Once you're comfortable identifying the different cloud types, you can manually assign your cloud identifications in the app without using the Cloud Identification Wizard. You can also use the cloud identification chart below taken from the Elementary GLOBE: Clouds Module. To learn more about cloud types, check out our cloud identification lesson plan. 

Note: If there's fog while you're taking measurements, you should classify it as a low-level cloud and an obscuration.


Tip: You can use the size of the puffy cumulus clouds compared to your fist to figure out height. See Dr. Lin Chambers tips to distinguish between cloud types. 

Trick: A dichotomous key (or simple yes/no questions) is really helpful. Check out this cloud dichotomous key based on a Cloud Dichotomous Key developed by Dr. Tina Cartwright Marshall University, West Virginia.


Clouds aren't created equal, and that includes how they interact with energy. For example, not all clouds cast shadows, and each cloud type interacts differently with the sun's incoming radiation. Opacity, or how much light a cloud lets through, gives us an idea of how they are interacting with the Sun's rays.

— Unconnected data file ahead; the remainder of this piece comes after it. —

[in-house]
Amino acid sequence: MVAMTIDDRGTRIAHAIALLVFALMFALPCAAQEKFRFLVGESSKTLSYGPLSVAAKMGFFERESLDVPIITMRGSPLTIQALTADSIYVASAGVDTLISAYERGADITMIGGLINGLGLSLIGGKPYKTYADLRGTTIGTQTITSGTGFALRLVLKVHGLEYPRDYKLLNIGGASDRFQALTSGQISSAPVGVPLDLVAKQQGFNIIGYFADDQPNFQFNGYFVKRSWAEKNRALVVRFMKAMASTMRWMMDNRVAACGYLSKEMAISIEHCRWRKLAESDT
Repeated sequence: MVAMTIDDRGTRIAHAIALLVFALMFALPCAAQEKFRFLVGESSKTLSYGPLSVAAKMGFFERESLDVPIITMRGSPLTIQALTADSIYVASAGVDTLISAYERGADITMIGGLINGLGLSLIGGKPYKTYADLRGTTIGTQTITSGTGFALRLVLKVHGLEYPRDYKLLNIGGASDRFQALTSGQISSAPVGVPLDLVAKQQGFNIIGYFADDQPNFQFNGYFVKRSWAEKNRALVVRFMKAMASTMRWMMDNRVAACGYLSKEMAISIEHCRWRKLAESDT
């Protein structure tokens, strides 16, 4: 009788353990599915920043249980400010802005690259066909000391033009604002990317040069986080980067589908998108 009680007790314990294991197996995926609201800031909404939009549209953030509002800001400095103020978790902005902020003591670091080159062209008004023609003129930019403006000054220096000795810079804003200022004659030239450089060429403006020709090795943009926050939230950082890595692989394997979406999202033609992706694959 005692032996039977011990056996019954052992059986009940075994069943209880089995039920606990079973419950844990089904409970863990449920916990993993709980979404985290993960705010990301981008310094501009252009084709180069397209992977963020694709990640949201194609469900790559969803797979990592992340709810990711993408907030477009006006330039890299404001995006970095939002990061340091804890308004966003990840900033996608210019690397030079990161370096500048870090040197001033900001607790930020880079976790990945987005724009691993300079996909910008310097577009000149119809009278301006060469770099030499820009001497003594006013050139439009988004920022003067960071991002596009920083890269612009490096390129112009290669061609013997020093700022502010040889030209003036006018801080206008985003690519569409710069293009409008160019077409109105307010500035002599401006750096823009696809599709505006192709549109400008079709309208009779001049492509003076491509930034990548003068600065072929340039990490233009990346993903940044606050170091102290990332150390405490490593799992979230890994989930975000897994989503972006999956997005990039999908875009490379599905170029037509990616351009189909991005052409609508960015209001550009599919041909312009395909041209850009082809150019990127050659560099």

Learn more about how to measure cloud visual opacity

Tip: Estimate a general appearance of all the clouds in the sky instead of each individual cloud. You can use the chart below to help you estimate the clouds' opacity.

Opacity General Appearance
Opaque Gray
Translucent Bright white 
Transparent Milky bluish white


Trick: Take your opacity observations from the middle of the clouds for the best opacity measurements. The clouds' edges may differ from other areas. 


Surface conditions are important for scientists to help verify satellite cloud data. For example, when measurements are taken from space, it can be very difficult for satellites to penetrate thick clouds or determine the difference between cloud cover and snow. Having ground-truth data helps researchers understand what's going on at the Earth's surface.